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1700 Saunders Avenue
St. Paul


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First Grade Program of Inquiry

Curriculum is developed through the framework of the International Baccalaureate Organization. The curriculum is based on an inquiry approach to learning. Each grade level organizes the curriculum based on six organizing themes and Units of Inquiry.

Our Six First Grade Organizing Themes and Units of Inquiry are:

1. Who We Are: Families

Central Idea: Family uniqueness contributes to diversity

Key Concepts: form, change, connection

Lines of Inquiry: family membership; family change; families' similarities and differences


2. How the World Works: Simple Machines

Central Idea: Technology increases efficiency

Key Concepts: form, function, reflection

Lines of Inquiry: the characteristics of simple machines; the use of simple machines in everyday life; the process used to select a simple machine to complete a specific task


3. Sharing the Planet: Weather

Central Idea: Climate and the seasons shape the way we live
Key Concepts: change, connection, causation

Lines of Inquiry: 

• Types of weather; Causes of weather; Predicting weather


4. How We Express Ourselves: Exploring Creativity

Central Idea: Reflection strengthens appreciation 

Key Concepts: connection, perspective, reflection

Lines of Inquiry: use of the visual elements of color, line, shape and texture to create art; use of personal interpretation of various art techniques to create a piece of art; use a variety of two and three-dimensional art forms


5. How We Organize Ourselves: Economics

Central Idea: Wants drive trade

Key Concepts: perspective, causation, change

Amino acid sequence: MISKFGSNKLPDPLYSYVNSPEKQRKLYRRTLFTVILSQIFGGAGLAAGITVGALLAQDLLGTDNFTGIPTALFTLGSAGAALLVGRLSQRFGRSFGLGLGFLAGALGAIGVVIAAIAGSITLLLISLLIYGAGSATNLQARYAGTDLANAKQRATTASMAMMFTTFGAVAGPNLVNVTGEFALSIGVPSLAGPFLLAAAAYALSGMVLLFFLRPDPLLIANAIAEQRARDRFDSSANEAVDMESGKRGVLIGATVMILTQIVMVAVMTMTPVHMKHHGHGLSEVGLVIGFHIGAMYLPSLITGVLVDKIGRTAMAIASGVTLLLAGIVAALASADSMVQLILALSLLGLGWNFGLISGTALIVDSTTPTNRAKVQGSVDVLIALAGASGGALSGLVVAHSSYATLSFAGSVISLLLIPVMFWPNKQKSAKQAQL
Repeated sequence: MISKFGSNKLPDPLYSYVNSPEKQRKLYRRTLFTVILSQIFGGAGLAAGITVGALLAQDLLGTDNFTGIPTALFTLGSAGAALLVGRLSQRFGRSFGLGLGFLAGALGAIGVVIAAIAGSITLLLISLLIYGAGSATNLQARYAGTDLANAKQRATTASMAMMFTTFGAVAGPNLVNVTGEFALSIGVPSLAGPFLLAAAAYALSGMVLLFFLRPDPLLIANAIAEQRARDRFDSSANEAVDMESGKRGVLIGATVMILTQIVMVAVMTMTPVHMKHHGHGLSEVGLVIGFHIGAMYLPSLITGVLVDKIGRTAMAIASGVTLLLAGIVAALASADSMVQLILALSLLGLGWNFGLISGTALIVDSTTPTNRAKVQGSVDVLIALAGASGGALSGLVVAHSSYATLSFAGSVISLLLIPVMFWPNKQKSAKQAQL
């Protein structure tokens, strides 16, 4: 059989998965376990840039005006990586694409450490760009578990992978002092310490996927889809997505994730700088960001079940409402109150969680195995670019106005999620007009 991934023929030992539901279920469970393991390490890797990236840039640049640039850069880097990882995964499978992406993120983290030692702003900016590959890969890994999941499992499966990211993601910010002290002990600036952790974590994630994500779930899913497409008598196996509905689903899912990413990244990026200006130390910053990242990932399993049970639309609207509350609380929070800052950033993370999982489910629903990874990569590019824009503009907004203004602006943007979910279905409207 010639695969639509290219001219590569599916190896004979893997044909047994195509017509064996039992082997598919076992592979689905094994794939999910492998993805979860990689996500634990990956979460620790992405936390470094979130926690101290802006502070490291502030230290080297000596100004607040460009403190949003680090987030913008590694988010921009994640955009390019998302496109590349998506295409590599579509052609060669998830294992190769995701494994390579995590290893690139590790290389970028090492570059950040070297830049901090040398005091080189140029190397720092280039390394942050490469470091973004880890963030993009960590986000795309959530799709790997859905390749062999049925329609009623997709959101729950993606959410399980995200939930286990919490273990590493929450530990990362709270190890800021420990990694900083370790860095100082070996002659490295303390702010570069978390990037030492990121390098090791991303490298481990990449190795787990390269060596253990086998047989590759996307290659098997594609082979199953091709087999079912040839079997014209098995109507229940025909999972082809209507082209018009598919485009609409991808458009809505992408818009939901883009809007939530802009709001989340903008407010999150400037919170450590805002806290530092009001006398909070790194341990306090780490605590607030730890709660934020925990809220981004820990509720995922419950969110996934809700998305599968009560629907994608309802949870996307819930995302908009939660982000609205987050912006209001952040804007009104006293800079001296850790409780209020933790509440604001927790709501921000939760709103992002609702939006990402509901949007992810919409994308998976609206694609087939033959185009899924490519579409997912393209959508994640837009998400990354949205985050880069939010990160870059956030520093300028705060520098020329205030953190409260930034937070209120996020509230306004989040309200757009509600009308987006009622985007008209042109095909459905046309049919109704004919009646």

Lines of Inquiry: wants and needs; costs and benefits of choices; scarcity


6. Where We are in Place and Time: Shelters

Central Idea: People have a basic need for shelter

Key Concepts: causation, connection, perspective

Lines of Inquiry: need for shelter; economic, environmental, and cultural influences on shelter choices; changes which have occurred in shelters over time 


  • IB Learner Profile

    • The aim of all IB programmes is to develop internationally minded people who, recognizing their common humanity and shared guardianship of the planet, help to create a better and more peaceful world.

      As IB learners we strive to be:


      We nurture our curiosity, developing skills for inquiry and research. We know how to learn independently and with others. We learn with enthusiasm and sustain our love of leaning throughout life.


      We develop and use conceptual understanding exploring knowledge across a range of disciplines. We engage with issues and ideas that have local and global significance.


      We use critical and creative thinking skills to analyze and take responsible action on complex problems. We exercise initiative in making reasoned, ethical decisions.


      We express ourselves confidently and creatively in more than one language and in many ways. We collaborate effectively, listening carefully to the perspectives of other individuals and groups.


      We act with integrity and honesty, with a strong sense of fairness and justice, and with respect for the dignity and rights of people everywhere. We take responsibility for our actions and their consequences


      We critically appreciate our own cultures and personal histories, as well as the values and traditions of others. We seek and evaluate a range of points of view, and we are willing to grow from the experience.


      We show empathy, compassion and respect. We have a commitment to service, and we act to make a positive difference in the lives of others and in the world around us.


      We approach uncertainty with forethought and determination; we work independently and cooperatively to explore new ideas and innovative strategies. We work independently and cooperatively to explore new ideas and innovative strategies. We are resourceful and resilient in the face of challenges and change.


      We understand the importance of balancing different aspects of our lives--intellectual, physical and emotional--to achieve well-being for ourselves and others. We recognize our interdependence with other people and with the world in which we live.


      We thoughtfully consider the world and our own ideas and experience. We work to understand our strengths and weaknesses in order to support our learning and personal development.